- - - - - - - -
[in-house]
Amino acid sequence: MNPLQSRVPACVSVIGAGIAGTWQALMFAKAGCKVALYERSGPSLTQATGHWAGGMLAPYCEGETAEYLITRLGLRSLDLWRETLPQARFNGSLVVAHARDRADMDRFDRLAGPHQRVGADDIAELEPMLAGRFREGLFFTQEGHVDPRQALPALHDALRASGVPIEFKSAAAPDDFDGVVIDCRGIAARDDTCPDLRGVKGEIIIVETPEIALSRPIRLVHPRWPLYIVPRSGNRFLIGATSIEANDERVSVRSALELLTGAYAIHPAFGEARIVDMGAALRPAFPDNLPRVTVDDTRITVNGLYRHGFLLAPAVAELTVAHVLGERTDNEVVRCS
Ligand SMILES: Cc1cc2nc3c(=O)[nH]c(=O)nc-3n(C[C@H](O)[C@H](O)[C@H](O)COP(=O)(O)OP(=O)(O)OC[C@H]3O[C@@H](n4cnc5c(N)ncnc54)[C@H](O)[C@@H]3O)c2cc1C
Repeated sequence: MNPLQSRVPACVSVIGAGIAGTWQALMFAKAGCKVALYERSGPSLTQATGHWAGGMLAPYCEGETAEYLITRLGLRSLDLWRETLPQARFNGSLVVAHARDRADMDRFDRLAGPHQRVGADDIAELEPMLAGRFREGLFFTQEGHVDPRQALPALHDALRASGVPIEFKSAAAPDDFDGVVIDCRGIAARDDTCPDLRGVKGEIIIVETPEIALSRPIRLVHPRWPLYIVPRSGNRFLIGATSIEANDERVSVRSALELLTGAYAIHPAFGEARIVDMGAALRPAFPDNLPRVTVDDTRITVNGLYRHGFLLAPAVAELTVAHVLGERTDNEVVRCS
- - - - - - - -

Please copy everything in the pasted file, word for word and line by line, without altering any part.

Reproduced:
[in-house]
Amino acid sequence: MNPLQSRVPACVSVIGAGIAGTWQALMFAKAGCKVALYERSGPSLTQATGHWAGGMLAPYCEGETAEYLITRLGLRSLDLWRETLPQARFNGSLVVAHARDRADMDRFDRLAGPHQRVGADDIAELEPMLAGRFREGLFFTQEGHVDPRQALPALHDALRASGVPIEFKSAAAPDDFDGVVIDCRGIAARDDTCPDLRGVKGEIIIVETPEIALSRPIRLVHPRWPLYIVPRSGNRFLIGATSIEANDERVSVRSALELLTGAYAIHPAFGEARIVDMGAALRPAFPDNLPRVTVDDTRITVNGLYRHGFLLAPAVAELTVAHVLGERTDNEVVRCS
Ligand SMILES: Cc1cc2nc3c(=O)[nH]c(=O)nc-3n(C[C@H](O)[C@H](O)[C@H](O)COP(=O)(O)OP(=O)(O)OC[C@H]3O[C@@H](n4cnc5c(N)ncnc54)[C@H](O)[C@@H]3O)c2cc1C
Repeated sequence: MNPLQSRVPACVSVIGAGIAGTWQALMFAKAGCKVALYERSGPSLTQATGHWAGGMLAPYCEGETAEYLITRLGLRSLDLWRETLPQARFNGSLVVAHARDRADMDRFDRLAGPHQRVGADDIAELEPMLAGRFREGLFFTQEGHVDPRQALPALHDALRASGVPIEFKSAAAPDDFDGVVIDCRGIAARDDTCPDLRGVKGEIIIVETPEIALSRPIRLVHPRWPLYIVPRSGNRFLIGATSIEANDERVSVRSALELLTGAYAIHPAFGEARIVDMGAALRPAFPDNLPRVTVDDTRITVNGLYRHGFLLAPAVAELTVAHVLGERTDNEVVRCS